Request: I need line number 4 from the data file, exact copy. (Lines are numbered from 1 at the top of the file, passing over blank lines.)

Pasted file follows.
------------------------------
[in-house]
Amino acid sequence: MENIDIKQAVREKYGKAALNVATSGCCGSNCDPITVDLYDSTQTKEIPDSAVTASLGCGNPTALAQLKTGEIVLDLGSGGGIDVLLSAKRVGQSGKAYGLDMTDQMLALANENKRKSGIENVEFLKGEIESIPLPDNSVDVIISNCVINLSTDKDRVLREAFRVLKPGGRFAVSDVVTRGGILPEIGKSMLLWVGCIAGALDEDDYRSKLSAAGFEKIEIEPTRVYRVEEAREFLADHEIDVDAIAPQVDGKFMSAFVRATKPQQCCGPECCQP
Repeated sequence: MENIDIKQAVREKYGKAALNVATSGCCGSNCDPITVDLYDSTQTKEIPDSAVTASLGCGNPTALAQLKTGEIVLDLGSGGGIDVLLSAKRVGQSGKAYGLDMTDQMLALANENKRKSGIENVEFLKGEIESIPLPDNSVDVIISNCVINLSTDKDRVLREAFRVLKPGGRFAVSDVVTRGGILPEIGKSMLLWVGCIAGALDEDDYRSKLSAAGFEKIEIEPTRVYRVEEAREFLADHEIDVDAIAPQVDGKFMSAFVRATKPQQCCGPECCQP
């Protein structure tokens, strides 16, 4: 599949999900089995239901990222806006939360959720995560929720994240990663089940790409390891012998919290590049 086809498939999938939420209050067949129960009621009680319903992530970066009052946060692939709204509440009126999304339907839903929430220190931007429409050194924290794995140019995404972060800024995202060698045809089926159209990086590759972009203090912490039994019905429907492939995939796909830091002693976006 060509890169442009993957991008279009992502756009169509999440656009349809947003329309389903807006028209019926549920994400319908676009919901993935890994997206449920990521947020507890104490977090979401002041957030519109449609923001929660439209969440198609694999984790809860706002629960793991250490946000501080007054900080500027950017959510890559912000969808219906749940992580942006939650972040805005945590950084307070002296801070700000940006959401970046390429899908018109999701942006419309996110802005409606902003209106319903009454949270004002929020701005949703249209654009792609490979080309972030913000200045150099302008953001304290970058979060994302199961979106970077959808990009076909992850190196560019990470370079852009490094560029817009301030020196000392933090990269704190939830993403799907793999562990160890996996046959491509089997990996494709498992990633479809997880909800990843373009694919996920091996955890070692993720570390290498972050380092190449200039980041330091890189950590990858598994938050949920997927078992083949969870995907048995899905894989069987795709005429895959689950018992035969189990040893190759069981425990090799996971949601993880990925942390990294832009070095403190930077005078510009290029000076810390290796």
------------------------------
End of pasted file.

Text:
């Protein structure tokens, strides 16, 4: 599949999900089995239901990222806006939360959720995560929720994240990663089940790409390891012998919290590049 086809498939999938939420209050067949129960009621009680319903992530970066009052946060692939709204509440009126999304339907839903929430220190931007429409050194924290794995140019995404972060800024995202060698045809089926159209990086590759972009203090912490039994019905429907492939995939796909830091002693976006 060509890169442009993957991008279009992502756009169509999440656009349809947003329309389903807006028209019926549920994400319908676009919901993935890994997206449920990521947020507890104490977090979401002041957030519109449609923001929660439209969440198609694999984790809860706002629960793991250490946000501080007054900080500027950017959510890559912000969808219906749940992580942006939650972040805005945590950084307070002296801070700000940006959401970046390429899908018109999701942006419309996110802005409606902003209106319903009454949270004002929020701005949703249209654009792609490979080309972030913000200045150099302008953001304290970058979060994302199961979106970077959808990009076909992850190196560019990470370079852009490094560029817009301030020196000392933090990269704190939830993403799907793999562990160890996996046959491509089997990996494709498992990633479809997880909800990843373009694919996920091996955890070692993720570390290498972050380092190449200039980041330091890189950590990858598994938050949920997927078992083949969870995907048995899905894989069987795709005429895959689950018992035969189990040893190759069981425990090799996971949601993880990925942390990294832009070095403190930077005078510009290029000076810390290796």